What are some strategies for the classroom?

All of these instructional strategies can be helpful to science teachers when the lesson requires some student engagement with text. Some are especially effective when used before reading, others during reading, and still others are used frequently after students complete a reading assignment.

Before reading? During? After?

Why does this matter? Read more below and look at recommendations highlighted in red.

  • Before Reading:

    Anticipation GuideFrayer ModelDARTSListening TriadsProductive Talk MovesReciprocal TeachingCornell NotesArgument LinesFolding Graphic Organizers4 CornersPicture WalkMany studies suggest that reading comprehension can be improved by activating student’s prior knowledge of subject matter before they read. Teachers can ask students what they already know about a topic, priming them to build on that knowledge. However, this advice comes with a warning: prior misconceptions can lead to miscomprehension.

    Consider the example of what causes seasons. The false belief that seasonal changes are caused by the earth’s varying orbital distance from the sun can make it hard for students to understand a text explaining how the earth’s tilted axis of rotation causes seasonal variations. On the other hand, students may be primed to understand the text if a teacher asks them what they know about how seasons differ in the northern and southern hemisphere, or what they know about how high the sun appears in the sky at different times of year, or what they know about the length of daylight in different seasons and different latitudes (e.g. where they live versus the North Pole).

    The trick is to help students use what they already know, while being wary of what they mistakenly think they already know.

  • During Reading:

    Anticipation GuideFrayer ModelDARTSListening TriadsProductive Talk MovesReciprocal TeachingCornell NotesArgument LinesFolding Graphic Organizers4 CornersPicture WalkReading comprehension can also benefit from specific strategies used during reading. The trick is to get students to read reflectively and monitor their own comprehension. Students may need help identifying points of difference between their preconceptions and the actual content of the text. They can benefit from close reading strategies (involving slowing down and re-reading difficult passages) and from adopting a critical perspective on the text, questioning the author’s intent. Anticipation guides can help: students can write down their initial expectations about a text, and then pause during reading to compare their predictions with what the text says.

  • After Reading:

    Anticipation GuideFrayer ModelDARTSListening TriadsProductive Talk MovesReciprocal TeachingCornell NotesArgument LinesFolding Graphic Organizers4 CornersPicture WalkThe process of understanding doesn’t stop when students reach the end of a text. Research shows that when students summarize and organize the salient content of a text after reading it, their comprehension and recall improves. It’s important for students to cite evidence from the text as they reason about claims.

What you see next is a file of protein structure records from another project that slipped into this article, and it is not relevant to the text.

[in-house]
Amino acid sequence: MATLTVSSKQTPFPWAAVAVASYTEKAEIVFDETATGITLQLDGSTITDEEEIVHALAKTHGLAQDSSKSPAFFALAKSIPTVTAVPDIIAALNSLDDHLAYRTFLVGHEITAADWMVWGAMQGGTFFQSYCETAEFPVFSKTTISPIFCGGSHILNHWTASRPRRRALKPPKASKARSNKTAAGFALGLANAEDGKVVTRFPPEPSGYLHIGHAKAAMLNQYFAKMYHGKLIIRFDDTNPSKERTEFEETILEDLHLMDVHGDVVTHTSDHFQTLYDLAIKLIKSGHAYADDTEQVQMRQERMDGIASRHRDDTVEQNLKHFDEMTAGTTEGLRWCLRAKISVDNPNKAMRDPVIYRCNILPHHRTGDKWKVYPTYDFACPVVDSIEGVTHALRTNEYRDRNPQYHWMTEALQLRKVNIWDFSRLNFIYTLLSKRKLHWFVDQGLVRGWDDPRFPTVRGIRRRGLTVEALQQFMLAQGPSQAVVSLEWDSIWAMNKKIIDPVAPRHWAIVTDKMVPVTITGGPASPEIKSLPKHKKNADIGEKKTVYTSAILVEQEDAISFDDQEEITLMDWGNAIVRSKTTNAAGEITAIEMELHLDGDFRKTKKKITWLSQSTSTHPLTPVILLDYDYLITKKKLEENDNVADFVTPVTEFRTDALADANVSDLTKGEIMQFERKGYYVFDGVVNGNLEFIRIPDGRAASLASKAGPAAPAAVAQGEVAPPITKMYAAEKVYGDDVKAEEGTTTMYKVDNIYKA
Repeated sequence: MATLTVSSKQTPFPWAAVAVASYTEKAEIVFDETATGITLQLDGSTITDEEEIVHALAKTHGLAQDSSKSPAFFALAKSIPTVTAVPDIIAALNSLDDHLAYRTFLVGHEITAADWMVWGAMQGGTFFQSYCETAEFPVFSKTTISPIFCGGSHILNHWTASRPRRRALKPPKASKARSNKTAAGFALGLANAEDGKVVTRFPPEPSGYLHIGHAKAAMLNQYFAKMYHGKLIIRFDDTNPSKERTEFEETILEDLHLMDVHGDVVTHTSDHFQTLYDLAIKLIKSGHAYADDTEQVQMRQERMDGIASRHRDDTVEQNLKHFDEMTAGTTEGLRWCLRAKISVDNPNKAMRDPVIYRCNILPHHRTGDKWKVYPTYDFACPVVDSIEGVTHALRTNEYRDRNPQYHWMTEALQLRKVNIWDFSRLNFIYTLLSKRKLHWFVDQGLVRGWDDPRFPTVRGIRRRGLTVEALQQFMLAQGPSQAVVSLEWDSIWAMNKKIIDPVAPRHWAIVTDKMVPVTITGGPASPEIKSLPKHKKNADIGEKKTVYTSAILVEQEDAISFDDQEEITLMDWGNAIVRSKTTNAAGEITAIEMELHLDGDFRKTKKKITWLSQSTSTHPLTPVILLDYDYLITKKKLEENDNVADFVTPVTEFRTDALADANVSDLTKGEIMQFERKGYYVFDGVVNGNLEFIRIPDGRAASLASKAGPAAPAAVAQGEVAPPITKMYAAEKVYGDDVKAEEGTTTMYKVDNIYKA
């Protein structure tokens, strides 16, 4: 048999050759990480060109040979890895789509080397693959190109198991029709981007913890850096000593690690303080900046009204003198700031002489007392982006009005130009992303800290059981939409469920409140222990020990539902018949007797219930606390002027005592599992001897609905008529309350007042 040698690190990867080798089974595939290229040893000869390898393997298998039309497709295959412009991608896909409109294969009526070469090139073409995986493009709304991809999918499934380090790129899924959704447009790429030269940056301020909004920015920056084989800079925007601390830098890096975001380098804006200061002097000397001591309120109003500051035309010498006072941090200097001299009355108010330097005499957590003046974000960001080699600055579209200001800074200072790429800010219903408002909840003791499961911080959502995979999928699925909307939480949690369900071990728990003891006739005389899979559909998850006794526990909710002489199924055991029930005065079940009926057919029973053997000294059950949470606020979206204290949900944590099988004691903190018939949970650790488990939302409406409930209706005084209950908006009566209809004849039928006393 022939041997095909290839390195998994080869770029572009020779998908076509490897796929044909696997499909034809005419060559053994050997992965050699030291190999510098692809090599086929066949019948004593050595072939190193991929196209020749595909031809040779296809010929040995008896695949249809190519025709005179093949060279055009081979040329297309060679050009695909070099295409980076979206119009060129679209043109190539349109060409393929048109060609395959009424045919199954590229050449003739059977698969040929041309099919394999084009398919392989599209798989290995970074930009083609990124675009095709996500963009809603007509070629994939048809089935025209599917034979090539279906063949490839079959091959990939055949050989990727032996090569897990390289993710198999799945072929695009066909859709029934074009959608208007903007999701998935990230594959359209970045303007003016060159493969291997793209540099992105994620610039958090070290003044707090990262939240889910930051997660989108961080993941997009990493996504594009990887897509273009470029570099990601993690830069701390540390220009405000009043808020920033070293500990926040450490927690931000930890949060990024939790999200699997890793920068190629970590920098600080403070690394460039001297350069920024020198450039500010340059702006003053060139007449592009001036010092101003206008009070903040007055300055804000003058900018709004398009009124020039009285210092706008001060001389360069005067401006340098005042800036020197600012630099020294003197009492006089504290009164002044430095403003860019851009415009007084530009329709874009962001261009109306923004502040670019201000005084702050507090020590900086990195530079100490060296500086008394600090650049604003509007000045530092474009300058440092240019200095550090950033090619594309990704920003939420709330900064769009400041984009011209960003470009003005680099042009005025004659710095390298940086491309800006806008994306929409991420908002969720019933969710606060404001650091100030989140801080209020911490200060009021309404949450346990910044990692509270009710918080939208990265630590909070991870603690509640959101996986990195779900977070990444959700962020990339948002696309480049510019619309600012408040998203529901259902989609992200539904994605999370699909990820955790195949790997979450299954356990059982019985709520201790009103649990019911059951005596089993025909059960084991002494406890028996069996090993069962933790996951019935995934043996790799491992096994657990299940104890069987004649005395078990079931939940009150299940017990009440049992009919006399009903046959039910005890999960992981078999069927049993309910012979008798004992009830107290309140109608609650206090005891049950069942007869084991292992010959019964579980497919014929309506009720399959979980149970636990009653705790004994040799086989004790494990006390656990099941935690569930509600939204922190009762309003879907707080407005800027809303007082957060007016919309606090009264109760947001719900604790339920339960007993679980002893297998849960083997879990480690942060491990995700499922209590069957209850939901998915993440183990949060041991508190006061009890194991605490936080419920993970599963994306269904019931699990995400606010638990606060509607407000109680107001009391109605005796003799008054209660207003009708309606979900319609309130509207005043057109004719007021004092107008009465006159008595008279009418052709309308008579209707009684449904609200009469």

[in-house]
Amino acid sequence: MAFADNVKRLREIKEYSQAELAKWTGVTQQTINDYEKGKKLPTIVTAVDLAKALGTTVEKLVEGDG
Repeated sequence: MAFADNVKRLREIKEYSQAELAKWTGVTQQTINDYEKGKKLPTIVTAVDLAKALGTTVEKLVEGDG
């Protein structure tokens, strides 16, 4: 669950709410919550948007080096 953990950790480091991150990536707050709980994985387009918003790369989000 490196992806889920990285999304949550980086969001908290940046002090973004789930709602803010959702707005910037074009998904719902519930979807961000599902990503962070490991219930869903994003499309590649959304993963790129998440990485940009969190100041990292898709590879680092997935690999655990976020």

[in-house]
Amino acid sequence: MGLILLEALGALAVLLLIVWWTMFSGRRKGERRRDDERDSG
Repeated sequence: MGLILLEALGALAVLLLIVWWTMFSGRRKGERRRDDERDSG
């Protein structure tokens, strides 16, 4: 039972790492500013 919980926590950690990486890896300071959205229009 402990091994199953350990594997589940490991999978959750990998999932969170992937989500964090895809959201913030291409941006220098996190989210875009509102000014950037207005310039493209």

There are a number of strategies students can use, individually or in groups.

    Following up on a pre-reading strategy such as an anticipation guide can help students identify how their understanding has changed. The metacognitive act of reflecting on learning can itself enhance learning. Writing strategies such as doing a Frayer model about a main concept, filling out Cornell notes on the main ideas, or creating foldable graphic organizers allow students to demonstrate and consolidate their new understanding.

    Having students talk about what they’ve read is another effective strategy. Students can engage in small group discussions, either around a writing prompt or through an activity such as learning triads. Or you can organize a whole class discussion or debate to check in on what students have learned. As students not only synthesize what they read but also respond to other students’ ideas, they will gain a deeper understanding of the material.

Strategic Education Research Partnership

1100 Connecticut Avenue NW, Suite 1310  •  Washington, DC  20036

serpinstitute.org  •  info@serpinstitute.org   •  (202) 223-8555

Development of Reading to Learn in Science was led by Jonathan Osborne (Stanford University) through a SERP collaboration. Support for Reading to Learn in Science was provided by the Institute of Education Sciences, U.S. Department of Education through grant number R305F100026. The information provided does not represent views of the funders.

Reading to Learn in Science

Strategic Education Research Partnership

1100 Connecticut Avenue NW, Suite 1310

Washington, DC  20036

info@serpinstitute.org   •  (202) 223-8555

serpinstitute.org

 

Development of Reading to Learn in Science was led by Jonathan Osborne (Stanford University) through a SERP collaboration. Support for Reading to Learn in Science was provided by the Institute of Education Sciences, U.S. Department of Education through grant number R305F100026. The information provided does not represent views of the funders.